Jazz defies academic definitions. It is one of the specifics of jazz that the very features of that music which characterize it best and which differentiate it most - despite its extreme variety - from other music, are even more resistarit, in the various stages of their cievelopment, to attempts at describing them in formalized terms than other kinds of creative effort. To be sure, special instructional material and exclusiveiy jazz-oriented instruction have been making some progress recentiy, but such practice is not yet wide - spread, and attempts at communicating methodically the very essentials of jazz music continue to have to do with a trial-and -error approach. This means, in effect, that it is impossible to synthesize jazz expression merely through the study of theory and instrumentai techniques, no matter how speciaUzed the study. After ali, jazz musicians shape their mode of expression primarily in living contact with the actual sound of jazz music, i. e. by sensitiveiy listening to its various elements as well as the final integrated sound units; by practising them on their own instruments or in group playing they keep developing their inclividuai abilities. The most frequent instructionai material in that respect are sound récordings of performances by the accompiished masters of that music; yet the absoiuteiy most valuabie source of knowiedge and practical experience remains the opportunity to piay “live” with one of the jazz greats.That was why, after some - not very extensive - meetings with a Íew major jazz musicians, we took the bold step to arrange for an opportunity to collaborate actively for a few days, both privateiy and in public, with one of the prominent ciassical personaiities of traditional jazz, with a man who helped to shape that music and who piayed with the best of his generation, such as Louis Armstrong, Sidney Bechet, and Jerry Roll Morton. Our daring attempt fortunately succeeded, and in April 1972 we welcomed as our celebrated guest the outstanding Creoie ciarinet player, a native of New Orleans, Albert Nicholas, He was born 27 May 1900; by a strange coincidence, many of his future New Orleans partners were born that year, inciuding Armstrong. A member of the Creole section of the New Orleans population which had inherited from the uropean element of its ancestry a relatively powerful inclination towards Latin culture, Nicholas embraced from the very outset that ot the two main streams ot New Orleans jazz which is made sophisticatedly elegant by its easy flow and emphasis on melody and which is somewhat calmer than the more impetuous and more spontaneous Negro stream represented by Arrnstrong. His ciarinet piaying profited most from the art of the earliest known Creole ciarinet players in New Orleans jazz, Lorenzo Tio Sr., Lorenzo Tio Jr., and Big Eye Nelson. Nicholas iater found more varied sources of inspiration, and he worked with almost ali prominent jazz musicians ot his generation, by no means mereiy those of New Orleans extraction; still later, he became gladly accepted by musicians much younger than himself, and that popularity continued. In addition to the jazzmen mentioned above, his co-piayers included, before World War 1, Joe King Oliver and Edward Kid Ory, and between the two wars Fats Waller, Barney Bigard, Louis Russell, Paul Barbarin, Chick Webb arid others. At that time he also went on extended tours to China, India and Egypt with Jack Carter’s orchestra. In World War II he worked for some time on a postai boat and as subway ticket controller. After World War II. he added Art Hodes, Bunk Johnson, Ralph Sutton, Rex Stewart, Mezz Mezzrow and others to his already broad circie ot co -players. He first visited Europe in 1952, and he worked there continuously for seven years, rnostly in France, and there mostly in Paris. After a short trip back to America he settied permanently in Europe in 1959. His pnncipai partner during his initial stay in Paris was André Reweliotty, and later also his old New Orleans cofleague, Sidney Bechet, by that time also a permanent expatriate in Paris. In 1968, Albert Nicholas again changed his domicile, this time to Basle, Switzerland. That year also marked his first visit to Czechoslovakia - to Bratislava where he had been invited by young local musicians specializing in traditional jazz. The selection of themes for this recording was made under Albert Nicholas’ guidance. In the expression-rich “Albert’s Blues”, his authorship extended mostly to his own broad improvisation, with economical accompaniment by ali instruments in the orchestra; Nicholas entrusted the orchestration to Antonmn Bfl, the Traditional Jazz Studio’s permanent pianist. In addition to the permanent members of the Traditional Jazz Studio, this recording features several well-known Prague musicians; we believed that their individual excellence was certain to make a special contribution to such interesting collaboration. They are Ludék Hulan (bass), Petr Skoédopole (piano), and Václav Fiala (trombone). It goes without saying, of course, that the honour to play with Albert Nicholas also meant enrichment of oneself. Unfortunately, his death in 1973 put an end to such visits and meant a great loss to our musicians and their art.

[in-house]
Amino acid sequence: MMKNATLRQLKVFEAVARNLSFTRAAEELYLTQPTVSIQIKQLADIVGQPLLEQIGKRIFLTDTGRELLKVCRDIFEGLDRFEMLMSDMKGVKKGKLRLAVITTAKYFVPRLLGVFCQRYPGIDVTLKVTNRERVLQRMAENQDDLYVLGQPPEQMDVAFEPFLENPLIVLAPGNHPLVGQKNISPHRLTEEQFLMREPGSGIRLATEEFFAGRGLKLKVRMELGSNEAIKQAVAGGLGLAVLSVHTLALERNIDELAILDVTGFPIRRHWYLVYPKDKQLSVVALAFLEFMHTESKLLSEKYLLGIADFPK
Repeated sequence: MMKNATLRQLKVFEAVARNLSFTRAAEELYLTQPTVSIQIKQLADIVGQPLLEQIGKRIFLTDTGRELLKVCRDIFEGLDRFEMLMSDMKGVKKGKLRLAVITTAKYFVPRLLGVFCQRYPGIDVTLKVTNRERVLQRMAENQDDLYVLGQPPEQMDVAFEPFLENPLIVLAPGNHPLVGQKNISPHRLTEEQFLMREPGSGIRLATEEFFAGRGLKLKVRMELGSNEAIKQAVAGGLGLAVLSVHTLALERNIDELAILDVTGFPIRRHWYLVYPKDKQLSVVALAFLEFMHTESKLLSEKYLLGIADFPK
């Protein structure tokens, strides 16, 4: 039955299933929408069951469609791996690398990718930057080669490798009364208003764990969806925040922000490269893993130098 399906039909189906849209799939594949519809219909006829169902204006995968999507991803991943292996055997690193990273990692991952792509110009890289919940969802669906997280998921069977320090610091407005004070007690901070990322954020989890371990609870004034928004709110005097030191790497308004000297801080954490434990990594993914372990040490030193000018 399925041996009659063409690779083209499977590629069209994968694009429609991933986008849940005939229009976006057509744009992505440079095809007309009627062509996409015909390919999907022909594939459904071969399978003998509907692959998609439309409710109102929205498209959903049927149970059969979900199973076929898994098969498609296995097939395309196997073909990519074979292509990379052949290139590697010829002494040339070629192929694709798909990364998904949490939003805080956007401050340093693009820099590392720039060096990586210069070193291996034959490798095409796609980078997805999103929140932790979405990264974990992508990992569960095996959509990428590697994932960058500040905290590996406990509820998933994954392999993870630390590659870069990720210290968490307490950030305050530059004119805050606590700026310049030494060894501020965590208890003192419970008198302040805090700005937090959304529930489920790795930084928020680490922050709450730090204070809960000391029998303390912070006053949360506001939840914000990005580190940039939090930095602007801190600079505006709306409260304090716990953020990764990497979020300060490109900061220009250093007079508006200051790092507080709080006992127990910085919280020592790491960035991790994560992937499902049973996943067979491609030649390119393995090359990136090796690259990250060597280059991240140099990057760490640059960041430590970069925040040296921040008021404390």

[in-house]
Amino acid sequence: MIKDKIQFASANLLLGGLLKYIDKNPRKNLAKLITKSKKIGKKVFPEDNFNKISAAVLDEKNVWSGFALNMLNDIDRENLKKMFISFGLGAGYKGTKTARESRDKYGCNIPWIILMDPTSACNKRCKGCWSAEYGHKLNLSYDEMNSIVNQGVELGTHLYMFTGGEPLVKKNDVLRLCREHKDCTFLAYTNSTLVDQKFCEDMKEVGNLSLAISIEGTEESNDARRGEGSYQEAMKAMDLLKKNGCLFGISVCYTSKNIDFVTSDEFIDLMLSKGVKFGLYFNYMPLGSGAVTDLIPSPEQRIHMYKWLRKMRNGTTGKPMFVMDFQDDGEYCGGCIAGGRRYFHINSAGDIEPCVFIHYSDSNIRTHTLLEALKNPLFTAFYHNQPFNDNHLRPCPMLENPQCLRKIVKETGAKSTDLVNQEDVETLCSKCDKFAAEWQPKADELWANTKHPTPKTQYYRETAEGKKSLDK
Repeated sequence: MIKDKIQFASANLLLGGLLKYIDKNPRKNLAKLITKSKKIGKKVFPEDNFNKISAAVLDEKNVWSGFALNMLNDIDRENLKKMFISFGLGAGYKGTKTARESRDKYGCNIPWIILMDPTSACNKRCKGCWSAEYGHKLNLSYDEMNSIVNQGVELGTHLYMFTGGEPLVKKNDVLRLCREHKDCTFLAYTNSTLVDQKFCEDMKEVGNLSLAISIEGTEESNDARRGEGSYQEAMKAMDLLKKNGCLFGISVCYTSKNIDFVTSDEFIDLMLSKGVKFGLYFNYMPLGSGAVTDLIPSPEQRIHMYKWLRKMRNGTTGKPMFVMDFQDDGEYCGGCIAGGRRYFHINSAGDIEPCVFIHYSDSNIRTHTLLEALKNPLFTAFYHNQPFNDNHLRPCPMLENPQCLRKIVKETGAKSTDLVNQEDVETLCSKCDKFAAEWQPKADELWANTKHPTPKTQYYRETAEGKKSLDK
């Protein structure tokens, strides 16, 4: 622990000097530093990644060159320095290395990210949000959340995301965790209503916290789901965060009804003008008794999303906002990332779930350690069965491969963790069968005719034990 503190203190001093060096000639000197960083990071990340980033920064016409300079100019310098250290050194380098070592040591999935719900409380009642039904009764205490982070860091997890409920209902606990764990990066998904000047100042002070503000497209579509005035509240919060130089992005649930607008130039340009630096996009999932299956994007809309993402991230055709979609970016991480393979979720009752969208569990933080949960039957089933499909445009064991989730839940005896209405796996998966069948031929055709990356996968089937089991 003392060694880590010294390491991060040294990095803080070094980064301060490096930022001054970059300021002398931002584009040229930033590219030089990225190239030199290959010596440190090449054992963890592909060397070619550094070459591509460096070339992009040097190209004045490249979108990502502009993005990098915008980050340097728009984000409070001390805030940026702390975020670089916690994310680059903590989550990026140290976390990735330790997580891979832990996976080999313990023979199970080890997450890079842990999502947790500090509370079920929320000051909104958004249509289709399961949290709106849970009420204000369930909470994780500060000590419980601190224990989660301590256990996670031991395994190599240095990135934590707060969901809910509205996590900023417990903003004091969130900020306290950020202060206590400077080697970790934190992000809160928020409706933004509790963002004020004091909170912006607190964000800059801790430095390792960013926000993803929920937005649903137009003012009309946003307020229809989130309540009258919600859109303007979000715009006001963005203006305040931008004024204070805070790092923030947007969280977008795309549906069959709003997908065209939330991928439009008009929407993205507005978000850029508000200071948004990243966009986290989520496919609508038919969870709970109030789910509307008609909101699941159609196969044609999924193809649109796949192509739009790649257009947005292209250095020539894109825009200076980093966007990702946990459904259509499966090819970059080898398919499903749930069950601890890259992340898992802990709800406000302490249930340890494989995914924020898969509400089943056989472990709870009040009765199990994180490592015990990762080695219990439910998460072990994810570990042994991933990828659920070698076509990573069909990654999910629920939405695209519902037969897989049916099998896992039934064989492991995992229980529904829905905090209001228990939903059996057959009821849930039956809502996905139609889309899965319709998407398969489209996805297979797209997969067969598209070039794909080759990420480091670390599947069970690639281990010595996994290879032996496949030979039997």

Pavel Smetácek